Wednesday, July 18, 2007

post-modern jazz guitar pt. 0a: comments and responses

A little while ago, PB commented that

…one could argue that all ‘jazz’ is post-modern, using found materials, drawing from the street as much as the academy, appropriating influence wildly… perhaps even improvisation itself is a thoroughly post-modern conception.
But, if anything can be thrown under that label, is it at all useful?
Mwanji Ezana asks if Jason Moran a post-modernist? I’m tempted to paraphrase Mwanji’s question as, is anyone a post-modernist? Or, in a form that might be easier to answer, is labeling anyone a ‘post-modernist’ useful / illuminating / fun / playful? My answer is a tentative no, it isn’t. On the other hand, if we’re interested in the condition rather than a post-modern aesthetic (whatever that might be), maybe we would usefully look for the post-modern in our listening / witnessing.
So, another question: does, or do the performances of, Agossi, Frisell or Moran elicit a post-modern reception?

Pat Donaher at visionsong expresses reservations and skepticism on the grounds that the post-modern tends towards valuelessness:
…Post-modernism… rests on the idea that no art has true intrinsic value…. And if you're ironic… you don't have to be honest….
…It's the guest at the party that oozes coolness, impresses the herd, says witty but empty things, and ultimately contributes nothing to the event. If that is where art is, or is headed, it's something I want no part of, and want to show up as a clothesless emporer.
And to paraphrase visionsong’s question (which relates to PB’s observation, and is similar to Mwanji’s question), is Brahms’ Variations on a Theme by Haydn post-modern? Well, maybe not, but, with a little work, we could hear it as such.
I am sympathetic to Pat’s desire for value in art, but I don’t agree that a post-modern reading necessarily lends itself to a valuelessness, its just you have to work much harder for it—you certainly cannot take it for granted, nor can you ever assume that its shared by others. I agree that post-modernism (like its cousin post-structuralism) offers a potential for a lazy libertarian relativism, but with a little care, I think it can also be culturally, politically liberating.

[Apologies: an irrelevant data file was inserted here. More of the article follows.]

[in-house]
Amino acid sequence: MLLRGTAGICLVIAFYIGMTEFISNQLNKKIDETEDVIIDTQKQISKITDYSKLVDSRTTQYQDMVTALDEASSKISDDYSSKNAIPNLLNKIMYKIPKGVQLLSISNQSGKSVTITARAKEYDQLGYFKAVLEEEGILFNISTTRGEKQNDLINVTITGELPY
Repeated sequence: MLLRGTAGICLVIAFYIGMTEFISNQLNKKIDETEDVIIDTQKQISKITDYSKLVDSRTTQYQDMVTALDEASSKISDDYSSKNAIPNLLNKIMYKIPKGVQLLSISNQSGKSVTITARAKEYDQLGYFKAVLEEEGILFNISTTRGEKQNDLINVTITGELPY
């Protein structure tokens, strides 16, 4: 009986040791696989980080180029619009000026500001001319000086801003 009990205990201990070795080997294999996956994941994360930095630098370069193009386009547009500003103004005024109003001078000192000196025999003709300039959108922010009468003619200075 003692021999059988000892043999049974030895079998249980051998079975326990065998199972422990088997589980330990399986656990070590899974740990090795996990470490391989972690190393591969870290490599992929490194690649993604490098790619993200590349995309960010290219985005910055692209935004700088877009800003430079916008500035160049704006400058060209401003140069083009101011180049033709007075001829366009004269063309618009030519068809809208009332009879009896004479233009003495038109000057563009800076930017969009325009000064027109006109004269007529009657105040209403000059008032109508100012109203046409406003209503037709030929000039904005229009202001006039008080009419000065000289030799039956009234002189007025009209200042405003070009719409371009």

More to come…

4 comments:

peter breslin said...

hey- Wish I knew Naked City (referring to your post above); I'll track it down and give it a whirl. I missed so much during that period, catching other things.

As for the usefulness of the term post-modern, that's a good question. Taxonomy is endlessly fascinating (sometimes aggravating) for me in this regard....like lists, genre-making/grouping/classifying invites simultaneous certainty and confusion. "periods" in art always alow exceptions, sometimes more than adherents, oddly.

Anyway, being post-modern and knowing one is post-modern are two distinctly different contexts for making music. Chicago Beau's comment on my blog on a recent post on Archie Shepp's '69/'70 Paris stuff reminded me that "being there" and listening are two different activities. Maybe we are also able to be post-modern listeners, that is, that there's a distinct kind of listening that involves post-modern ears. (I guess this kicks in for me strongest whe I'm hearing a distinct and quite dated style, such as Mahavishnu Orchestra or Jelly Roll Morton....)

PB

the improvising guitarist said...

PB, do try and give Naked City a spin, it is an interesting, and perhaps equally problematic, piece.
I think you’re right that “being post-modern and knowing one is post-modern” are distinct. I’m trying to argue a parallel point that attempting to be post-modern and being perceived as post-modern are also distinct (the “distinct kind of listening that involves post-modern ears”)

As always, thanks for the comment.

tig

pat said...

TIG,

Thanks for your critique- it's a fair one. I think (and I've tried to be up front about this, perhaps) some of my reservations about "pomo", especially in music, is due to the disciples who have spit its gospel in my general direction. The shallowness of their thinking, and the arrogance they put it across with, has galled me. But that's not entirely fair to the idea. Certainly putting a label on something neither guarantees it quality nor its lack of.

BTW, Ms. Agossi hits Boston in October- will try to hear her. It's pricey though, and in a room (Scullers) that rarely does artists any favors.

the improvising guitarist said...

Hey pat, thanks for your comment. I’m actually quite sympathetic to your position. My attitude used to be that post-modernism was an ideological (and cultural) apology for libertarian capitalism—an anything goes ‘valuelessness’. (Part of me still believes that, or at least that that is a hazard.)
But alternatives seemed to require an equally unpleasant political purity. And when we allowed for hybridity and heterogeneity, the results looked suspiciously like a branch of post-modernism. It was, ironically, a conversation with an old-style socialist musician (can I say that kinda thing nowadays?) that actually convinced me that post-modernism wasn’t all bad (but more about that in another post…).

If you do catch Agossi, let us know how you found it—good, bad, indifferent. Oh, one more thing: although I sketch her out in post-modern colors, there’s a lot more to her (and many more ways to listen) than that… but I didn’t need to tell you that ;-)

Thanks for reading.

S, tig